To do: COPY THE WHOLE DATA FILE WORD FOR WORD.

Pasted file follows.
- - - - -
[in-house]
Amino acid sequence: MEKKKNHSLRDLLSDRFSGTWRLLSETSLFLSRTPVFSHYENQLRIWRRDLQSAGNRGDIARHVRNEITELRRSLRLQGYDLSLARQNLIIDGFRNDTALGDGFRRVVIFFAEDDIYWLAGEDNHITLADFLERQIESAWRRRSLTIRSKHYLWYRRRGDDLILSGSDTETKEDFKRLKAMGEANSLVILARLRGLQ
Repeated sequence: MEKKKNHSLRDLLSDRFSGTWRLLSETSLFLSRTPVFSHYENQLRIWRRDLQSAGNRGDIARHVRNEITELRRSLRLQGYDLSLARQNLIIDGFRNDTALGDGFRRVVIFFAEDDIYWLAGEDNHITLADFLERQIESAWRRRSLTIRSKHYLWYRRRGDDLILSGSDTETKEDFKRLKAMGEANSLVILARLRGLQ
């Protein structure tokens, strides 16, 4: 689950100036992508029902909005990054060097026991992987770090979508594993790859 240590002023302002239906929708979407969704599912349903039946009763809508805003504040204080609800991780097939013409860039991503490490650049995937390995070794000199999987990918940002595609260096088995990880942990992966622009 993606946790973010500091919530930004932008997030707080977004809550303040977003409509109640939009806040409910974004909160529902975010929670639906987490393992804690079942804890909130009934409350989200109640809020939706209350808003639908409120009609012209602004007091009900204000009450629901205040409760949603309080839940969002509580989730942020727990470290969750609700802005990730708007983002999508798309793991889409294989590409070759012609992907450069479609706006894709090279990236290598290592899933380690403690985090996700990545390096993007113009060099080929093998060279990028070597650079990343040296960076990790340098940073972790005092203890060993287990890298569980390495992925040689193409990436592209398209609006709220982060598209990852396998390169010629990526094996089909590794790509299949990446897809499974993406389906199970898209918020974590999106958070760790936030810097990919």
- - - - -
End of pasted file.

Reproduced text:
[in-house]
Amino acid sequence: MEKKKNHSLRDLLSDRFSGTWRLLSETSLFLSRTPVFSHYENQLRIWRRDLQSAGNRGDIARHVRNEITELRRSLRLQGYDLSLARQNLIIDGFRNDTALGDGFRRVVIFFAEDDIYWLAGEDNHITLADFLERQIESAWRRRSLTIRSKHYLWYRRRGDDLILSGSDTETKEDFKRLKAMGEANSLVILARLRGLQ
Repeated sequence: MEKKKNHSLRDLLSDRFSGTWRLLSETSLFLSRTPVFSHYENQLRIWRRDLQSAGNRGDIARHVRNEITELRRSLRLQGYDLSLARQNLIIDGFRNDTALGDGFRRVVIFFAEDDIYWLAGEDNHITLADFLERQIESAWRRRSLTIRSKHYLWYRRRGDDLILSGSDTETKEDFKRLKAMGEANSLVILARLRGLQ
């Protein structure tokens, strides 16, 4: 689950100036992508029902909005990054060097026991992987770090979508594993790859 240590002023302002239906929708979407969704599912349903039946009763809508805003504040204080609800991780097939013409860039991503490490650049995937390995070794000199999987990918940002595609260096088995990880942990992966622009 993606946790973010500091919530930004932008997030707080977004809550303040977003409509109640939009806040409910974004909160529902975010929670639906987490393992804690079942804890909130009934409350989200109640809020939706209350808003639908409120009609012209602004007091009900204000009450629901205040409760949603309080839940969002509580989730942020727990470290969750609700802005990730708007983002999508798309793991889409294989590409070759012609992907450069479609706006894709090279990236290598290592899933380690403690985090996700990545390096993007113009060099080929093998060279990028070597650079990343040296960076990790340098940073972790005092203890060993287990890298569980390495992925040689193409990436592209398209609006709220982060598209990852396998390169010629990526094996089909590794790509299949990446897809499974993406389906199970898209918020974590999106958070760790936030810097990919």